Bearing in mind ‘Six’ began it’s life as a student show that was taken from Cambridge University to the Edinburgh Fringe (2017), it’s no surprise to find the Arts Theatre buzzing with expectant twenty something’s. Twenty three year old Toby Marlow and Lucy Moss have definitely hit the sweet spot with this sharp and sassy show where Henry VIII’s six wives battle for visibility on their ‘Divorced, beheaded, Live!’ tour. ‘You’re gonna find out how we got un-friended!’ The pop score with an all girl band (ladies in waiting) mixes up R & B, soul, electro with a touch of Greensleeves. Gabriella Slade’s costumes bring to horrifying life the sparkling doublet and fishnet hoes of a Tudor girl-band. Think Little Mix but funnier.

The six actors playing the wives are, (like every good girl-band) unique and powerful in their own way with impressive vocals and fabulous moves. On occasion their performances hit a darker note; ‘One word in a stupid rhyme’ complains Katherine Howard (Aimie Atkinson), before singing a Britney Spears inspired number about the series of men that groomed and abused her. It’s a stand out performance as the choruses return and we see her descend into a state of disassociation, ‘going through the motions’ as she must have done with all those men that abused her. The funniest of the six is Anna of Cleves (Alexia McIntosh) who having been divorced for not looking as good as her profile picture, is enjoying the bling, doing her thing in the Palace of Richmond.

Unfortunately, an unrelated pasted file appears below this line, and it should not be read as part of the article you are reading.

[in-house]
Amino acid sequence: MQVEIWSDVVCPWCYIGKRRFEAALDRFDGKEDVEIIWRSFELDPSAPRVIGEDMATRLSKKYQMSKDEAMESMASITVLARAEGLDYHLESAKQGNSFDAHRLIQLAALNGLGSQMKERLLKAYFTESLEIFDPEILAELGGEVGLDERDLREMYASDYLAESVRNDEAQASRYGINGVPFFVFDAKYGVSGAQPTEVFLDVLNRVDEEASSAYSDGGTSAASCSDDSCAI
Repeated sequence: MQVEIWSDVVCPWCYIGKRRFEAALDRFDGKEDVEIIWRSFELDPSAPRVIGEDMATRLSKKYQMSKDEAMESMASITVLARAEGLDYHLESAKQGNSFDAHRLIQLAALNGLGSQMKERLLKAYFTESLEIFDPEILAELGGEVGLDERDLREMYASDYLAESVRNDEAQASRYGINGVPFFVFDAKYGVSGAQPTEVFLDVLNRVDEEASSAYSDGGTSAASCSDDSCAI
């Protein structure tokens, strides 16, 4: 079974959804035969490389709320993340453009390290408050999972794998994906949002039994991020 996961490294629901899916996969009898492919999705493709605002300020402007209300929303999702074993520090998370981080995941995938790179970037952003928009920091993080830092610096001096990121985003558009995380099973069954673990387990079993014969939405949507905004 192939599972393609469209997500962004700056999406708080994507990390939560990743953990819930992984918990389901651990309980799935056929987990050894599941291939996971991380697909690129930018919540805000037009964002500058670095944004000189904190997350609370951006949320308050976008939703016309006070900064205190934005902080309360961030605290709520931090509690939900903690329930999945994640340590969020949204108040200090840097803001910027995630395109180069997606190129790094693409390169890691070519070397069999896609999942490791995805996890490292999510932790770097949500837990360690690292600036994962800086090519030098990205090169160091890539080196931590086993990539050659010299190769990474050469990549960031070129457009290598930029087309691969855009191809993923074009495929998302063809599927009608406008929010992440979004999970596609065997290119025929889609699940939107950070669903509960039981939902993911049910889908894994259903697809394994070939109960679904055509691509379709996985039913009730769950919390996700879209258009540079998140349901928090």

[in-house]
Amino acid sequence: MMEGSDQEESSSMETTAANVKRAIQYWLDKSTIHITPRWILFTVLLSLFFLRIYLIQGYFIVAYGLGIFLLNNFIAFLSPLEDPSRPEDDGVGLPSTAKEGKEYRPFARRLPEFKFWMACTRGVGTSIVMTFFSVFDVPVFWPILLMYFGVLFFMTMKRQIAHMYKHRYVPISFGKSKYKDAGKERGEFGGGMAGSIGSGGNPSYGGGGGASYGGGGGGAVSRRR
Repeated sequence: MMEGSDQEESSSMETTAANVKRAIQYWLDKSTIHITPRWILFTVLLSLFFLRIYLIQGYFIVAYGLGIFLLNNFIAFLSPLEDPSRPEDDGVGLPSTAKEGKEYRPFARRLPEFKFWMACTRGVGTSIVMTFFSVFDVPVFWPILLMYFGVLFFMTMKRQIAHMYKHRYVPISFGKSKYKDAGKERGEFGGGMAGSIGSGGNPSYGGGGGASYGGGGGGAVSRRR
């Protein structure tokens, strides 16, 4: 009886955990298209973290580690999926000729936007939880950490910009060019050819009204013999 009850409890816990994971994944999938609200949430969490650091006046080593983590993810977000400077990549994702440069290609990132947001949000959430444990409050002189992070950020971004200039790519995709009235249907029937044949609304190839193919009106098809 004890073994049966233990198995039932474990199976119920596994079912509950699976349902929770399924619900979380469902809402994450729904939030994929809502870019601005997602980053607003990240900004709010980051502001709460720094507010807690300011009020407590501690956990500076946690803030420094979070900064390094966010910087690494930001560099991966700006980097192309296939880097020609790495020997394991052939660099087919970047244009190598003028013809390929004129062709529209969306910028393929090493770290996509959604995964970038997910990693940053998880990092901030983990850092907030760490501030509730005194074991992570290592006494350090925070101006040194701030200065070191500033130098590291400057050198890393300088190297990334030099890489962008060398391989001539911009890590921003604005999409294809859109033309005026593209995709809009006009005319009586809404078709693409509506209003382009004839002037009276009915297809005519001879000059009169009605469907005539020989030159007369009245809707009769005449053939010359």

There is a genuine feminist message here as the wives take control of their ‘her-story’ with a moment in the spotlight to sing of their lives, written of patriarchal history. However the show is set up as a battle for the title of Queen who was treated the worst by Henry VIII which isn’t exactly empowering. They realise (rather too late) that creating their own narratives and supporting each other might be more radical than having a cat-fight over who had the most miscarriages. OK, it may be more Spice Girl-power with Beyonce attitude than anything seriously feminist but the punchy performances and satirical tone make up for that.

Marlow and Moss have learned much from Hamilton and Chicago, if you go back a bit further. Although a very clever concept the stadium show style presentation doesn’t give a huge amount of scope for dramatic development. When they head off to the House of Holbein for a German electro-pop mash up to find the real Anne Cleves behind the famous picture, there is a hint of what the show could have been, given a more expansive approach. But, who am I to judge – ‘the Milennials’ obviously loved every second of it!

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